For NAIDOC week 2020 we introduce you to UOW’s first Indigenous Postdoctoral Research Fellow – Yuin woman Dr Marlene Longbottom (@DrMLongbottom) - who also advocates for young researchers via UOW’s Early Career Researcher Disruption Committee.

One aspect of Marlene’s research focus is on systems and structures that can negatively impact Indigenous communities,  while also continuing to work in the area of violence and trauma in Aboriginal and Torres Strait Islanders in NSW.

“I’m gathering a variety of different data at the moment related to how Indigenous people are dying and the circumstances surrounding their deaths. At the same time, I’m focussing on obtaining a better understanding of the responses to Indigenous people who experience violence and trauma.”

“To date, my work takes a systems focus to better understand what is commonly known as the pathway to prison. I want to know what that means. As an Indigenous person, you don't wake up on a daily basis and say, ‘oh I'm on a trajectory to go to prison’. I want to identify what those pathways are, and then try to fix it, so Indigenous people don’t continually become entrapped across multiple generations within these carceral systems. An example could be where Indigenous children are suspended from school as a starting point. Our kids are pushed out of school, and into the juvenile justice system. Over time this becomes cumulative, establishing a potential trajectory that will lead to prison in later life. But I want to know the why and how this happens.”

Looking at data about death among Indigenous people, she is often reliving the violence, and trauma of the stories of the people who have passed, and the emotional impact it has on her is something she has to watch.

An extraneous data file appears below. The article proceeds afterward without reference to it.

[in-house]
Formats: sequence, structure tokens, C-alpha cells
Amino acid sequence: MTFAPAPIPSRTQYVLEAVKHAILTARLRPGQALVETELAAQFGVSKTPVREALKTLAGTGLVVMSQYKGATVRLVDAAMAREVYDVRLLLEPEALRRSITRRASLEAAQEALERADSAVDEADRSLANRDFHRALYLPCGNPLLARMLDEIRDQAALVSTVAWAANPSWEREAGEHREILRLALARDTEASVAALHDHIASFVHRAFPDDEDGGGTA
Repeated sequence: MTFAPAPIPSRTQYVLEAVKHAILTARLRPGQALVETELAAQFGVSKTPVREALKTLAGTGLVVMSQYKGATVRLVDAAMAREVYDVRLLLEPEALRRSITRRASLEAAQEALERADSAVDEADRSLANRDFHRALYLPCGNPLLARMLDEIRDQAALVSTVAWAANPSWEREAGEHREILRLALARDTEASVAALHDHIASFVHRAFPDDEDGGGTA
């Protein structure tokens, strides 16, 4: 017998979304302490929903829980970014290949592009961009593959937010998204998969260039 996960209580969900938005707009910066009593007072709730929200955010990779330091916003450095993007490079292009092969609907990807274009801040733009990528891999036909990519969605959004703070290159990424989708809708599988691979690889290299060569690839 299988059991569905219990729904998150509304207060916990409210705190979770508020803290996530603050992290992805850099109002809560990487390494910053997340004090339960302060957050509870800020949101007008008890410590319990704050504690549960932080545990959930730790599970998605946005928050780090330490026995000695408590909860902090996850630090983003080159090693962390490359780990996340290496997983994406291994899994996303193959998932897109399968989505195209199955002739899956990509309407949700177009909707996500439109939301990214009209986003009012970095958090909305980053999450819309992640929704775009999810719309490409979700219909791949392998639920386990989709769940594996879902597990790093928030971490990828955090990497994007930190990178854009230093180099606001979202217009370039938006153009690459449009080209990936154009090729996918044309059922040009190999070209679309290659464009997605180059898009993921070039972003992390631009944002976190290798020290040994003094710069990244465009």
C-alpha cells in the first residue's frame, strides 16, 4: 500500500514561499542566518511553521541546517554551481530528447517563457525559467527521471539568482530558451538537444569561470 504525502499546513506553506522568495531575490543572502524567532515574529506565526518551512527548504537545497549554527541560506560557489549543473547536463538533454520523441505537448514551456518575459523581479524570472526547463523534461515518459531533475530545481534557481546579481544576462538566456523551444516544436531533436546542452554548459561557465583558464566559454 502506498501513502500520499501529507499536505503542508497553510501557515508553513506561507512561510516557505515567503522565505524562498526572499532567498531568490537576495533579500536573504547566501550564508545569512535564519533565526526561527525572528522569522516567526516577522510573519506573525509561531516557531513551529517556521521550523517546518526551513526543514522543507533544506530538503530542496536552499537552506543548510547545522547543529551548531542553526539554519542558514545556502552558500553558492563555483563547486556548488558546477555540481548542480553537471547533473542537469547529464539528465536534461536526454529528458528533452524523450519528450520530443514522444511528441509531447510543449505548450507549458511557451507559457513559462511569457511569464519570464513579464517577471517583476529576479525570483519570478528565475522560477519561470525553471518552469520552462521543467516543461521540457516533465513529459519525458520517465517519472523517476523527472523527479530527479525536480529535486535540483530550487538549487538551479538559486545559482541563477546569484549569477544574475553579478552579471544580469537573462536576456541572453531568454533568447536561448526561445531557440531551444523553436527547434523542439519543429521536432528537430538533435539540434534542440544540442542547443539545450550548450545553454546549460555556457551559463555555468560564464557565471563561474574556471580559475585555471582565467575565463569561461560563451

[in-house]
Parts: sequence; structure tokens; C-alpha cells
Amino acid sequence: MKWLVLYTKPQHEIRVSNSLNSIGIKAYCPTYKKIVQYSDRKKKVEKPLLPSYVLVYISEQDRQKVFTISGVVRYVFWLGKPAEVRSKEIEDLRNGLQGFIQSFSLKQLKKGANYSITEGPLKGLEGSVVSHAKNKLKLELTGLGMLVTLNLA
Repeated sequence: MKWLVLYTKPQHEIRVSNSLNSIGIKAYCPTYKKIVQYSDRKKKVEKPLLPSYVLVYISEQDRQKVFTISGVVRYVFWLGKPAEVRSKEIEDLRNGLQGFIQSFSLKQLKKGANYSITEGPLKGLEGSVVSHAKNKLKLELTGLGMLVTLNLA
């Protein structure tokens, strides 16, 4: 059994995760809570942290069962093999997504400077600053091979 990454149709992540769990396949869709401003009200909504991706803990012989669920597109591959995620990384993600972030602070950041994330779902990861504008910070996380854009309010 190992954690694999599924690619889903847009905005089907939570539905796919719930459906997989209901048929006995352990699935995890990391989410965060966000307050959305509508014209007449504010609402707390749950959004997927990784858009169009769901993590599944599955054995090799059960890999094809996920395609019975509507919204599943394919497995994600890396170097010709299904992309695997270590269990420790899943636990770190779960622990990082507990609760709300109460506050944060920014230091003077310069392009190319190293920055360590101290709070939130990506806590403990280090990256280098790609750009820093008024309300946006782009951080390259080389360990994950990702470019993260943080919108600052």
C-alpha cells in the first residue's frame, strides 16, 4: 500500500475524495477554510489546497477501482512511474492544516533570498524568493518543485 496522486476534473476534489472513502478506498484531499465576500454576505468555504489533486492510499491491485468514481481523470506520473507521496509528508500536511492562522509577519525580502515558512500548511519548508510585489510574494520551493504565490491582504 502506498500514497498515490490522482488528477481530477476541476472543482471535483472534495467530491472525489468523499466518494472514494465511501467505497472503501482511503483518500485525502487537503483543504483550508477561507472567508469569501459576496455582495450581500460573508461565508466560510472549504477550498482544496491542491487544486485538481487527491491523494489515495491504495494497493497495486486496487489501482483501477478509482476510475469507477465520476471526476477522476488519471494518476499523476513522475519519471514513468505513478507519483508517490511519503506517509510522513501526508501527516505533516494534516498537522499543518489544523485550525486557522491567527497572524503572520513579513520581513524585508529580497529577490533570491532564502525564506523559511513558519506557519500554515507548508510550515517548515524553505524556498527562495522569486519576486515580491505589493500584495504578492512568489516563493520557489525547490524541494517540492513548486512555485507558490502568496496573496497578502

“Hearing the stories of Aboriginal women in the work I completed in the PhD (currently being transferred into a book) were pretty traumatic. These experiences laid the foundation for the work that I do now, and has helped me immensely to understand trauma. In the analysis and write up phase of the PhD I cried a lot. However, I made the decision to complete the work and let the tears flow. As I have progressed from this experience, I talk about this time as being a necessary part of my learning journey and my tears honouring the stories the women shared with me. Moreover, I want the work I have completed to help other women, as well as making a contribution to addressing the areas of violence and trauma that impacts Indigenous communities.”

As a key member of the UOW Early Career Research Disruption Committee (EC-DC), Marlene hopes her input will help with strategies to employ First Nations academics at various levels within the institution.

“Part of my role at Ngarruwan Ngadju First Peoples Health and Wellbeing Research Centre, as the VC Aboriginal Post Doctoral Research Fellow is to complete the program of work for my fellowship, while also create innovative ways for others to follow. I am the first Indigenous woman in this role for UOW. Certainly, it is my intention that I will not be the last. I am hopeful that my advocacy in this role will continue to see more PostDocs come through, to build a critical mass of Indigenous academics.”

“I hope that I can demonstrate to other early career researchers (ECRs) that their place is important in the institution and they actually see a pathway for their career.

“NAIDOC is a great start to engage with community. It is one week in the year, so I encourage staff and students to reach out this week and attend events that may be held across the community or virtually in our new norm. This is a celebration of the world’s oldest living culture; we are Aboriginal or Torres Strait Islanders all of the time.”

 Marlene Longbottom